Were the partial VIN numbers near the small block oil filter gang stamped. The partial VIN numbers on my 69 302 engine has a few numbers that are very readable and a few that are sort of readable and a few that are not very readable. They appear to be in a straight line.
Thank you
                                                            re: Final Assembly Build Date
                                                    Posted By: JohnZ <>
                                                           Date: 30-December-04, 10:55

The final assembly build date can be estimated within about a week. The week shown on the trim tag is when the body was welded together; the final assembly date is generally 3-4 days after that. Since the tag build date could be any day of that particular week, the final assembly date could be as early as 3-4 days after the first day of the tag week, or it could be 3-4 days after the last day of the tag week.
882  Camaro Research Group Discussion / Maintenance / Re: polyurethane on: December 08, 2005, 12:40:18 PM
This time last winter, I had the sub frame out from the under the car and was going through the restoration process of everything from the front bumper to the end of the drive shaft.

I concur with JohnZ.  I used poly bushing in my 69 RS and the car handles very well.  It is stiffer, which in my opinion is very desirable.  However, although stiffer, it is not harsh - just firmer and improves the handling quality of the car.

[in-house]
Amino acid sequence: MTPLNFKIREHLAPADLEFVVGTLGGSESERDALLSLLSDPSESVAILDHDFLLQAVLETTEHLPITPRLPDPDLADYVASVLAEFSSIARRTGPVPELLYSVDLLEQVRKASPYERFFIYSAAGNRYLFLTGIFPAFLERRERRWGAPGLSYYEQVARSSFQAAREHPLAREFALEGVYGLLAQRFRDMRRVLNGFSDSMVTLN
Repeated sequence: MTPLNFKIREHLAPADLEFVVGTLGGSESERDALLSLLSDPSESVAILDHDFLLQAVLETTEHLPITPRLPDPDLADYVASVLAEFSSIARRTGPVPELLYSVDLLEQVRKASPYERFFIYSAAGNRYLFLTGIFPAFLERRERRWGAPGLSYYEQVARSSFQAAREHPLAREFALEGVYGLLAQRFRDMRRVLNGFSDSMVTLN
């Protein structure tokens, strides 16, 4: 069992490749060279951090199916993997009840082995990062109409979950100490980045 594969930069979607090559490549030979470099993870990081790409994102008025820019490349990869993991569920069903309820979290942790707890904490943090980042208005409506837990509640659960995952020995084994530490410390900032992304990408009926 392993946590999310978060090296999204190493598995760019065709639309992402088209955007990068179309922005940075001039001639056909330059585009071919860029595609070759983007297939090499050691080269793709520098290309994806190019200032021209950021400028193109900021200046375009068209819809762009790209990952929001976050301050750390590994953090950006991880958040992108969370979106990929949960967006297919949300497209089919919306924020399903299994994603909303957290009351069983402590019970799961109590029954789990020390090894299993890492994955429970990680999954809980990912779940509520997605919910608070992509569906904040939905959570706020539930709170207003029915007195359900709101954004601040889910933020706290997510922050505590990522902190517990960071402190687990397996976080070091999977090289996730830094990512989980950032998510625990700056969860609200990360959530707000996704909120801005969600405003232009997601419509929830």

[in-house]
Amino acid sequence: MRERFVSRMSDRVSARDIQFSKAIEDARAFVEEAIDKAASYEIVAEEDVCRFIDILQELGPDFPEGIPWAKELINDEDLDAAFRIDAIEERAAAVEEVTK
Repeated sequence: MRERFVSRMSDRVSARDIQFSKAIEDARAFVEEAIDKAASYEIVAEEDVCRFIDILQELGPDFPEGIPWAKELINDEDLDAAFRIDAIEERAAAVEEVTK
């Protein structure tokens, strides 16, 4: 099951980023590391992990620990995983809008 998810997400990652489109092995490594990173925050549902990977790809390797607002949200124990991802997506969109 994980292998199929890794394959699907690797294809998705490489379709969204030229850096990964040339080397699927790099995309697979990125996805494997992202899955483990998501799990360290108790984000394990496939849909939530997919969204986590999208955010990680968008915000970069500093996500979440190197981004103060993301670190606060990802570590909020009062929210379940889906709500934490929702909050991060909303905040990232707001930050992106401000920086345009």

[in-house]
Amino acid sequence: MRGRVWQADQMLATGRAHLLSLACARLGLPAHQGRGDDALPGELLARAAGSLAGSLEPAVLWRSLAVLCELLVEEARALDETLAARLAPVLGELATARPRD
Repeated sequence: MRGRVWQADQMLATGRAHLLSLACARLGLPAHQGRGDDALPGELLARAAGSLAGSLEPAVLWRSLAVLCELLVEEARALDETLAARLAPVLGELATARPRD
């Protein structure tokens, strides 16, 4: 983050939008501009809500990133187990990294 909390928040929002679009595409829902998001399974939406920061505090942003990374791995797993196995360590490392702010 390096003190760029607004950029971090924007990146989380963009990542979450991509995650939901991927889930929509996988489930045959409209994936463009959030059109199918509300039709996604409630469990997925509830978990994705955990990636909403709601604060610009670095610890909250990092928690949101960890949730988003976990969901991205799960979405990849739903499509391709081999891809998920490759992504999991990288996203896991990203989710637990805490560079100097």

Good luck with your project.
883  Camaro Research Group Discussion / Decoding/Numbers / Re: VIN number matching trim tag on: December 08, 2005, 12:35:20 PM
Seems like I recal a previous post on the old forum which discussed this in some detail.  I I recall, the post stated that if a logistical or actual production problem occurred with the body after Fisher began building it, depending on how sever the issue was, the body would remain on the Fisher side of the fence until the problem was fixed - resulting in a more than standard variance between body build and final assembly build dates.
884  Camaro Research Group Discussion / Originality / 1969 Camaro Chevelle Chambered Ex GM Factory Bulletin on: November 30, 2005, 04:12:57 PM
Currently on eBay, item #Item number: 4594028327; is

"1969 Camaro Chevelle Chambered Ex GM Factory Bulletin

One 1969 Chevrolet Dealer Service Technical Bulletin covering the Chambered Exhaust System on 1969 Chevelle and Camaro SS. Covers the discontiuation of the chambered exhaust system on the Camaro and Chevelle, the interum design, and later replacement systems used. This bulletin could be very valuable in explaining differences on the way cars were equipped from the factory. 5 pages include part numbers, descriptions, and illustraions. Tech bulletin printed April 15, 1969."

Pictures are included.  If the CRG database doesn't have all of the chambered exhaust info. it might need, this might be worth acquiring.

rich69rs Smiley
885  Camaro Research Group Discussion / Maintenance / Re: '68 396 timing suggestions? on: October 30, 2005, 12:46:04 PM

Thank you very much for the info and the very insightful and helpful article.  I'm going to begin the process of coverting both my '66 Chevelle and the '69RS over to full manifold vaccuum.


1969 RS Coupe